THE VIRGINIAN-PILOT Copyright (c) 1996, Landmark Communications, Inc. DATE: Sunday, January 21, 1996 TAG: 9601200391 SECTION: BUSINESS PAGE: D1 EDITION: FINAL SOURCE: BY SCOTT HARPER, STAFF WRITER DATELINE: SUFFOLK LENGTH: Long : 112 lines
What do you get when you cross plastic milk jugs with peanut shells?
It may sound like the opening line to a bad joke, but a Suffolk peanut firm and high-technology wonks across Virginia hope the answer to this offbeat question is big profits and a cleaner environment.
And judging from initial responses, they may get the last laugh after all.
Mixing plastic containers, such as milk jugs and soda bottles, with empty peanut shells that for decades were simply thrown away at peanut houses, ballparks and beer halls has become a hot research-and-development project in Virginia.
Since 1992, when the idea first surfaced, peanut-shell recycling has drawn lucrative government grants, state aid, academic interest and serious industry investment.
Entrepreneurs backing such 21st century ventures envision products as varied as furniture parts, door and window moldings, shock absorbers in packaging, railroad-crossing barriers and, most recently, shipping pallets.
In October, the state-run Virginia Center for Innovative Technology helped secure a $425,000 grant from the U.S. Department of Energy to develop a peanut shell-based shipping pallet.
Wood shipping pallets are a $2.4 billion industry in the United States. So winning even a share of this huge market with an environmentally friendly pallet that uses no lumber, no nails and is not tossed into a landfill afterward could mean ``a helluva lot of money,'' said Robert Harrell, regional director for the Center for Innovative Technology in Hampton Roads.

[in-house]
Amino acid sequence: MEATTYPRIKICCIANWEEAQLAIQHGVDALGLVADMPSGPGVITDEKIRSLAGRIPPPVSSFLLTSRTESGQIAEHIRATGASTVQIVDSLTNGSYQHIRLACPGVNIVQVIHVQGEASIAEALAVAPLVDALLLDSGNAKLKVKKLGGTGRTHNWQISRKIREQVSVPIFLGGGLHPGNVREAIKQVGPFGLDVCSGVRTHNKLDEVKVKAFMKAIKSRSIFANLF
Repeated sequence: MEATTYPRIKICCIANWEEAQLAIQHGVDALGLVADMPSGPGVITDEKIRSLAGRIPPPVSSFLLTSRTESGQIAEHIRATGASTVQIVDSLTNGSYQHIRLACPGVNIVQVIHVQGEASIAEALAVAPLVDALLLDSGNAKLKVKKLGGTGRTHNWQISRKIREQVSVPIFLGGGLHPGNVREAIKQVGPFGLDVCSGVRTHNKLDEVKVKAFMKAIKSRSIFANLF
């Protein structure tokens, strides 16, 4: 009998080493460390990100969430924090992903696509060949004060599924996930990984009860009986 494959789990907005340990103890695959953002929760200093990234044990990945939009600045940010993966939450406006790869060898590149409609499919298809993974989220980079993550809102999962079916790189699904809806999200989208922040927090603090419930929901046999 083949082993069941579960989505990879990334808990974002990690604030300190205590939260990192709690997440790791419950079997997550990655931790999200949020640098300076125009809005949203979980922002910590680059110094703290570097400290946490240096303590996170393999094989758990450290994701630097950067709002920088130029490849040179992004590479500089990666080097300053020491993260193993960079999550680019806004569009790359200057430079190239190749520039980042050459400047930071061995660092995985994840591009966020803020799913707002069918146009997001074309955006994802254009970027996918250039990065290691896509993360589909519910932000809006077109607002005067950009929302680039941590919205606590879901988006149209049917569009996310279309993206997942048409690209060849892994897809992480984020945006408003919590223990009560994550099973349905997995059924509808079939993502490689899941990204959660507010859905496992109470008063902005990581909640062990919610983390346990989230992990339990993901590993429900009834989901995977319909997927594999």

As part of the grant, Birdsong Peanuts in Suffolk and Environmental Solutions in Richmond committed $2 million for a pilot manufacturing plant to demonstrate how up to 250,000 peanut pallets could be shaped each year.
Under current plans, the plant would be built in Suffolk over the next 18 months, employing up to 15 people, Harrell said. Exact locations still are being negotiated.
In winning this first-ever energy grant in Virginia, the companies told federal officials that, at best, their technology would save as much as 56 billion BTUs of energy that otherwise is needed to build traditional wood pallets.
Also, the project could spare as much as 6,250 tons of wood scrap from being dumped into area landfills, and reduce the number of trees required for pallet manufacturing by 19,230 oak trees in just its first year, according to their grant application.
``As long as we keep eating peanuts and putting out garbage in trash cans, we'll have a renewable resource, and that's a fact,'' said Phil Robinson, president of Environmental Soultions, a recycling technology company based in Richmond.
One holdup on the project is the ongoing federal budget battle in Congress, which has sidelined key money-holders at the Department of Enegry.
``We're ready to get going,'' Harrell said, ``but it's kind of hard when there's no one in Washington to talk to. Everyone we need is furloughed or too busy.''